Aerial shot of Liverpool city centre

Liverpool household COVID-19 cohort study

300 Liverpool households are participating in a unique study. The study will enable our researchers to measure the transmission of COVID-19 and other effects of the pandemic.

Core epidemiological study

The core household study is generating key data to improve national understanding of the dynamics and determinants of transmission into and through households and to further explore the characteristics of COVID-19.

The study, led by Professor Neil French, is supported by University of Liverpool and Liverpool School of Tropical Medicine (LSTM) joint initiatives the NIHR Health protection research unit in emerging and zoonotic infections (HPRU EZi) and the Centre of excellence in infectious diseases research (CEIDR).

“This study is focused on Liverpool and supports the national research effort. The data we are gathering are contributing to an improved understanding of transmission, quicker and more accurate diagnostics to help inform government decisions about who should or shouldn’t be tested and isolated,” says Neil.

“We are also analysing patients’ immune systems to help inform the development of vaccines and drug treatments; exploring household behaviour to provide information about the consequences of social distancing approaches; and understanding peoples mental health in response to control measures for the pandemic.”

The study involves approximately 300 households (totalling around 1000 inhabitants) and spans different geographies in Liverpool to ensure diversity in socioeconomic status and household size.

Household members are assessed on recruitment for SARS CoV-2 infection and then on a weekly basis. New infections are mapped and the pattern of transmission defined, with recommendations for infection control emerging in real time. Household interactions are being recorded to inform improved models of transmission – this will help to refine predictions and improve control.

This epidemiological work will measure incidences of disease and household secondary cases, rates of asymptomatic ‘shedding’ (when a virus is released from an infected host), and risk factors for shedding and transmission. In the longer term, the study will look into risks of re-infection.

The core epidemiological study is complemented by multidisciplinary research studies involving consenting households from the cohort.

Understanding the psychological and social impact of COVID-19

A psychological strand of the household study, led by Professor Kate Bennett and Professor Rhiannon Corcoran, seeks to understand the psychological and social impact of COVID-19 on household members.

Professor Kate Bennett said: “Our city region has some of the most disadvantaged neighbourhoods in the country and so is subject to some of the greatest health and care inequalities. To date there has been no research into the psychological, social and community impact of COVID-19 in the Liverpool City Region (LCR) with a direct focus on health inequalities and neighbourhood disadvantage, so this study is much needed.”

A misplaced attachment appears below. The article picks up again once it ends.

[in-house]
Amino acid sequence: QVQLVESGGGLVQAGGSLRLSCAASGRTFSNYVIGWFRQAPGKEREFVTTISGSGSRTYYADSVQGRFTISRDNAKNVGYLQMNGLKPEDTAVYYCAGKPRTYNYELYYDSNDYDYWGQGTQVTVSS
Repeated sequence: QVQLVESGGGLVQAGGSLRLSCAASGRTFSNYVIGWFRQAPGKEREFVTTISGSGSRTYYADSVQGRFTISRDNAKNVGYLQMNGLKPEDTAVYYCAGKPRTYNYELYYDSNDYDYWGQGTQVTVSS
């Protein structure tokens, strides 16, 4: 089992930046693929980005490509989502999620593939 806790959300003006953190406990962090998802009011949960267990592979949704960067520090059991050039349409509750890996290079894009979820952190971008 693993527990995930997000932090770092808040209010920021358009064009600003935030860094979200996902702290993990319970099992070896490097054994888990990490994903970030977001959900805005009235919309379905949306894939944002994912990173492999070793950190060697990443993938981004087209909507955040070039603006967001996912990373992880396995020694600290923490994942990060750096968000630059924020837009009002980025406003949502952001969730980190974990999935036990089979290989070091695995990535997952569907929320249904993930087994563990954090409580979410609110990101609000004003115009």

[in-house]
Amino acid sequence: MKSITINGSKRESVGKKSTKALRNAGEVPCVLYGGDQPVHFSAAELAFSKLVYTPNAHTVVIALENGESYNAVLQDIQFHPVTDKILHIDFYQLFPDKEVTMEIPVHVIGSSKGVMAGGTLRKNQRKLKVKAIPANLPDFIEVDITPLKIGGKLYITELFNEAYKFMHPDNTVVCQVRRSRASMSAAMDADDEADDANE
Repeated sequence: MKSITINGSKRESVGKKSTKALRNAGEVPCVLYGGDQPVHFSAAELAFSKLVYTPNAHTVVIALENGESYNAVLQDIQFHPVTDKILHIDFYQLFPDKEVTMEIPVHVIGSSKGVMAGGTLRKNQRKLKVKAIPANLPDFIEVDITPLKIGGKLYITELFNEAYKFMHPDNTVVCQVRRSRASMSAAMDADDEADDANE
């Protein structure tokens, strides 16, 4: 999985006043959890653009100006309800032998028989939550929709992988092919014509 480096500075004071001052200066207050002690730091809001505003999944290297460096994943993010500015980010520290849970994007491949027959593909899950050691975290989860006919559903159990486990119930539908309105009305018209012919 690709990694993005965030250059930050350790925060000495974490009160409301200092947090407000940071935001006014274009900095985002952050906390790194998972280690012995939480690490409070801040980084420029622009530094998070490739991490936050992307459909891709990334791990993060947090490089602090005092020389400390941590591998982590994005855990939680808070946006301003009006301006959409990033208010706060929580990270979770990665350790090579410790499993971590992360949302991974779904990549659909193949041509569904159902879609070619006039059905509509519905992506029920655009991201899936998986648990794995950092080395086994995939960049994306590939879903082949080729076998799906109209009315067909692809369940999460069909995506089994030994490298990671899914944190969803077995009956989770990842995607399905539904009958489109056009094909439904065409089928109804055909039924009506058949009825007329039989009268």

The study is assessing various impacts of COVID-19, including:

  • Differences between those who contract and who do not contract the disease by neighbourhood deprivation
  • The impact of social support on individual wellbeing
  • Changes in loneliness over time.

It is also examining how tolerance of uncertainty influences:

  • Individual wellbeing
  • The individual, community and societal factors that promote or hinder resilience
  • How household structure can impact the wellbeing and resilience of individuals.

Risk and its interplay with socio-economic environments

A further study from Professor Mark Gabbay in collaboration with researchers at LSTM will collect qualitative data from some of the cohort households, alongside employers and representatives from community organisations.

Interviews by researchers will focus on risk in the pandemic and its interplay with socio-economic environments and lived realities.

Householders will describe their perceptions of and reactions to risk, discuss barriers to acting on official advice, attitudes and implications as well as needs and hopes for the future. A second phase will explore these experiences further, and examine the impact of social distancing and social isolation measures using photographs taken by the respondents to highlight issues of importance to them in relation to COVID risk.

Community interviewees will detail how risk has altered activity behaviour and social or support structures within the community. Employers are providing insight into risk reduction, impacts on employees and the organisations themselves.

A sub-study is focusing on COVID-19 risk within the Liverpool Muslim community.

A similar qualitative study in Sub-Saharan Africa (Malawi and Cameroon) will run alongside the Liverpool project.


The Liverpool Household COVID-19 Cohort Study is funded in part by a £100,000 donation to the University’s COVID-19 Emergency Response Campaign. For more information about the campaign and how you can support it, visit the campaign page.

The data we are gathering are contributing to an improved understanding of transmission, quicker and more accurate diagnostics to help inform government decisions about who should or shouldn’t be tested and isolated.

Professor Neil French

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